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Thevenin Circuit Analysis Help

Darren

Oct 4, 2013
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Dear Moderator & Circuit Expert :-

I have 2 unsolved Thevenin Circuit Analysis circuit need expert help on and how to solve a thevenin circuit & what are the step should I need to do? Million Thanks.
 

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Harald Kapp

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Circuit 1: I would use superposition. The theory is explained here. Make three equivalent circuits which each contain only one source (10V, 8V, 2A). solve the circuits and add up the results.

Circuit 2: Since a-b is an open circuit, no current flows and the 2Ohm resistor at the output is without effect. You have here a dependant voltage source (2vx). Therefore simple superposition will not work. Set up the current and voltage equations for the network and solve the resulting system of linear equations.
 

Darren

Oct 4, 2013
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Circuit 1: I would use superposition. The theory is explained here. Make three equivalent circuits which each contain only one source (10V, 8V, 2A). solve the circuits and add up the results.

Circuit 2: Since a-b is an open circuit, no current flows and the 2Ohm resistor at the output is without effect. You have here a dependant voltage source (2vx). Therefore simple superposition will not work. Set up the current and voltage equations for the network and solve the resulting system of linear equations.

Hi Harald Kapp,

Million thanks for your reply, for
circuit 1 to how find equivalent circuits at 2A ?
Circuit 2 I not very understand can brief more deep ?

Million Thanks
 

Harald Kapp

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For teh 2A case, the voltage sources are replaced by short circuits. You can then evaluate the remaining resistor combinations (as series or parallel circuits) and replace each combination by a single resistor with an equivalent value.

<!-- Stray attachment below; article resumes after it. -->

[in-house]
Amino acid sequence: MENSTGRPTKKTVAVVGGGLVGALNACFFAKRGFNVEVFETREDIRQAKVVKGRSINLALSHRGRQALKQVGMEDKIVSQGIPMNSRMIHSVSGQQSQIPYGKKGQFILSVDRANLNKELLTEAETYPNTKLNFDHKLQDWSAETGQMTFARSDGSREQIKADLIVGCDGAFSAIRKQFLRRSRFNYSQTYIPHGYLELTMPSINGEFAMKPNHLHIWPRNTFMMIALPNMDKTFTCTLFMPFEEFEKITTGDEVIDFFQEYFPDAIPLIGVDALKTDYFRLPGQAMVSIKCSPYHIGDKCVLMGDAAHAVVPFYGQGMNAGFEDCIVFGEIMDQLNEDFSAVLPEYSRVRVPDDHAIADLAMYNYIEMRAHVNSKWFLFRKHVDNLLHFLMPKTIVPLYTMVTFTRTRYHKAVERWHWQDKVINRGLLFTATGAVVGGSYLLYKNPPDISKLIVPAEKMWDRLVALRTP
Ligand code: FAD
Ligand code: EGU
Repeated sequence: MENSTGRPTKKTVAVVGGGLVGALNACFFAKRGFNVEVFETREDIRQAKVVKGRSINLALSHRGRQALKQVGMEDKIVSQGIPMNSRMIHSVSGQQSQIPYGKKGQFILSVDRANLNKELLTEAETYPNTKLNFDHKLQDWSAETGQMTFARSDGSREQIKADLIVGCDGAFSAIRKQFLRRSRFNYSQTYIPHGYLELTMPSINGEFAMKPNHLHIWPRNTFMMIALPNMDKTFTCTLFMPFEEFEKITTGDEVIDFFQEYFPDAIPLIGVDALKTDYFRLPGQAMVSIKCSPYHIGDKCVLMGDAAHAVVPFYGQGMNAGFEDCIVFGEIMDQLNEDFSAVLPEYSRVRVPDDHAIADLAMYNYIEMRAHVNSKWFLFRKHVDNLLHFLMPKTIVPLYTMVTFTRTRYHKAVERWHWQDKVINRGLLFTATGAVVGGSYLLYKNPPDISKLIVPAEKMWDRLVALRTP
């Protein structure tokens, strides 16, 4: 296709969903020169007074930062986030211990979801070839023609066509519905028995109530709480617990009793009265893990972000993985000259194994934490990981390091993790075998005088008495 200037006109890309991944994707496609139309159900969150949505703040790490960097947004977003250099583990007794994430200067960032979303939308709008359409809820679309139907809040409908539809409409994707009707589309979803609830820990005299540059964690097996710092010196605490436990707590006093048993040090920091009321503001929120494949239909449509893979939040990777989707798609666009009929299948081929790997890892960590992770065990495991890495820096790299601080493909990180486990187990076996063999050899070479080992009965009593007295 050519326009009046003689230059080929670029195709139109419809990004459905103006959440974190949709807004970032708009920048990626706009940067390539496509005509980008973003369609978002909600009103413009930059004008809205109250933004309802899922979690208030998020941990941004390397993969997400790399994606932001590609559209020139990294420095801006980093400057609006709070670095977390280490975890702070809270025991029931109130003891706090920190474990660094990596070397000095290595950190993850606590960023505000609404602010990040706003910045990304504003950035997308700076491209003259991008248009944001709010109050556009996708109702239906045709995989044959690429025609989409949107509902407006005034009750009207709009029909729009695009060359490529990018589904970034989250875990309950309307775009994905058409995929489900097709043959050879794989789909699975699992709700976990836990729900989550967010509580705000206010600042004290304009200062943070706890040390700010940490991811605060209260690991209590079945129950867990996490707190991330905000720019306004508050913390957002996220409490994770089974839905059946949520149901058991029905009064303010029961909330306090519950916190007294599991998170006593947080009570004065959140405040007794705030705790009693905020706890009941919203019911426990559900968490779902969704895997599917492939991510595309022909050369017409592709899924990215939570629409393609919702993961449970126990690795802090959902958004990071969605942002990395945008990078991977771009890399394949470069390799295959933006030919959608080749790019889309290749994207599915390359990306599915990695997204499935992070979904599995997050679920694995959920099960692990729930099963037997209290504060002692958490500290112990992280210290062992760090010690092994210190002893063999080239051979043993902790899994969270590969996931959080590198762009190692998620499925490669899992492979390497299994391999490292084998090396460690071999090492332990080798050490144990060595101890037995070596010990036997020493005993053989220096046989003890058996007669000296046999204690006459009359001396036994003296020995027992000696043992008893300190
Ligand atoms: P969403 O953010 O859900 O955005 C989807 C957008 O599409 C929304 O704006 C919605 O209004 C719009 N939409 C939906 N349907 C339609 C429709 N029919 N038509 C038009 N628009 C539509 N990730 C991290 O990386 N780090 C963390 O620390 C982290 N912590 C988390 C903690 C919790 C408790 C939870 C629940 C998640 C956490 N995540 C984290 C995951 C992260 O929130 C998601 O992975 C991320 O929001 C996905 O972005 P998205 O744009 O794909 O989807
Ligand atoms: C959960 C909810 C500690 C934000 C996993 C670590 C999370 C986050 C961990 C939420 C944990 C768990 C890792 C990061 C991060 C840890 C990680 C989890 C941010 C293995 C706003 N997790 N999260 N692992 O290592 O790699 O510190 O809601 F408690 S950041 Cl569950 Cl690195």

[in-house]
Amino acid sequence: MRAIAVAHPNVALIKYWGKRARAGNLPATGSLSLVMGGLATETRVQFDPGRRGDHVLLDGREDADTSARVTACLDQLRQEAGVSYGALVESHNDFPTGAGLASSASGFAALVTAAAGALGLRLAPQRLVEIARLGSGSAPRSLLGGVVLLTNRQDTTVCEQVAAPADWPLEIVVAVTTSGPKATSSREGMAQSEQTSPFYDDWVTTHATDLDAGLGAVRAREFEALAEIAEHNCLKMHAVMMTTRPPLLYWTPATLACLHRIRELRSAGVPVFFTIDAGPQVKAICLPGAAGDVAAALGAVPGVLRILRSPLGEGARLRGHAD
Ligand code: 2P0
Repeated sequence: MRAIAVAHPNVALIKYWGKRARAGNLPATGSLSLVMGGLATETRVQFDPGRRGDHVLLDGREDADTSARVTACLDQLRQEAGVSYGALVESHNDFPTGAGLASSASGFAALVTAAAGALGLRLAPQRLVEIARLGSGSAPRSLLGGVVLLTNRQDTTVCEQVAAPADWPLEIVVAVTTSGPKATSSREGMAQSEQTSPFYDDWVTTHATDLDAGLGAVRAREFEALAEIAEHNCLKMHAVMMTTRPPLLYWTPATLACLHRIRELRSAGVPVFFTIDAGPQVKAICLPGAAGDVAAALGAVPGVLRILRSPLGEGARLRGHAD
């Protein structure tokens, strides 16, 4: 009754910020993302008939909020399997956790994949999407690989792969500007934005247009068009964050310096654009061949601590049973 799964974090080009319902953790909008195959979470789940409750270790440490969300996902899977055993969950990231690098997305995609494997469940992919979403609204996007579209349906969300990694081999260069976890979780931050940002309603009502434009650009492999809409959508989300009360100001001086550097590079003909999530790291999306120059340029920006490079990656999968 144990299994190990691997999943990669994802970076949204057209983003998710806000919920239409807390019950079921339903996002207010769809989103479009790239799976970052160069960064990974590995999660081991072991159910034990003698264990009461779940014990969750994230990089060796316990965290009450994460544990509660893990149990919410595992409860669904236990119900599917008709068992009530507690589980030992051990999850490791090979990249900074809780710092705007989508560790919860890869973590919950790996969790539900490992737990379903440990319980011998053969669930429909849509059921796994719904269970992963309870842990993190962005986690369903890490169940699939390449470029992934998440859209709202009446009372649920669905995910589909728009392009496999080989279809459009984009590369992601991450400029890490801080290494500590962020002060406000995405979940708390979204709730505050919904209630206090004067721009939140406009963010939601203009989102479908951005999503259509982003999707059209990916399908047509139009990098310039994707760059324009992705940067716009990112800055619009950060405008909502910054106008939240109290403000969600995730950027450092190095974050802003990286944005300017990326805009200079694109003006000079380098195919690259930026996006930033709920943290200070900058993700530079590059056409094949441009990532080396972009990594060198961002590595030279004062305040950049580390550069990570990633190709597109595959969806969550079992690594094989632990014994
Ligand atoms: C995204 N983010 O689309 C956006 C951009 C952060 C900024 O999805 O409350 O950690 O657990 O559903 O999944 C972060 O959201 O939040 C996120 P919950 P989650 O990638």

For example: the 2*6Ohm resistors to the right can be replaced by a single 3Ohm resistor.


Circuit 2: Use Kirchoff's laws:
- for each node in the circuit the sum of all currents into and out of that node is 0A.
- for each closed loop in the circuit the sum of all voltages along the loop is 0V.
It is important that you label all currents and voltages in a unique and easily identifiable manner. You could, for example, label the voltage across the right 6Ohm resistor label V6 and the current accordingly I6. The name is not important, only that you can identify all variables. With that name scheme, you'd get V6=I6*6Ohm as one equation. You need to set up enough equations to solve the system of linear equations resulting from this effort.


I won't do all the math for you, this hint should lead you on the right track.
 

Darren

Oct 4, 2013
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Oct 4, 2013
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For teh 2A case, the voltage sources are replaced by short circuits. You can then evaluate the remaining resistor combinations (as series or parallel circuits) and replace each combination by a single resistor with an equivalent value.
For example: the 2*6Ohm resistors to the right can be replaced by a single 3Ohm resistor.


Circuit 2: Use Kirchoff's laws:
- for each node in the circuit the sum of all currents into and out of that node is 0A.
- for each closed loop in the circuit the sum of all voltages along the loop is 0V.
It is important that you label all currents and voltages in a unique and easily identifiable manner. You could, for example, label the voltage across the right 6Ohm resistor label V6 and the current accordingly I6. The name is not important, only that you can identify all variables. With that name scheme, you'd get V6=I6*6Ohm as one equation. You need to set up enough equations to solve the system of linear equations resulting from this effort.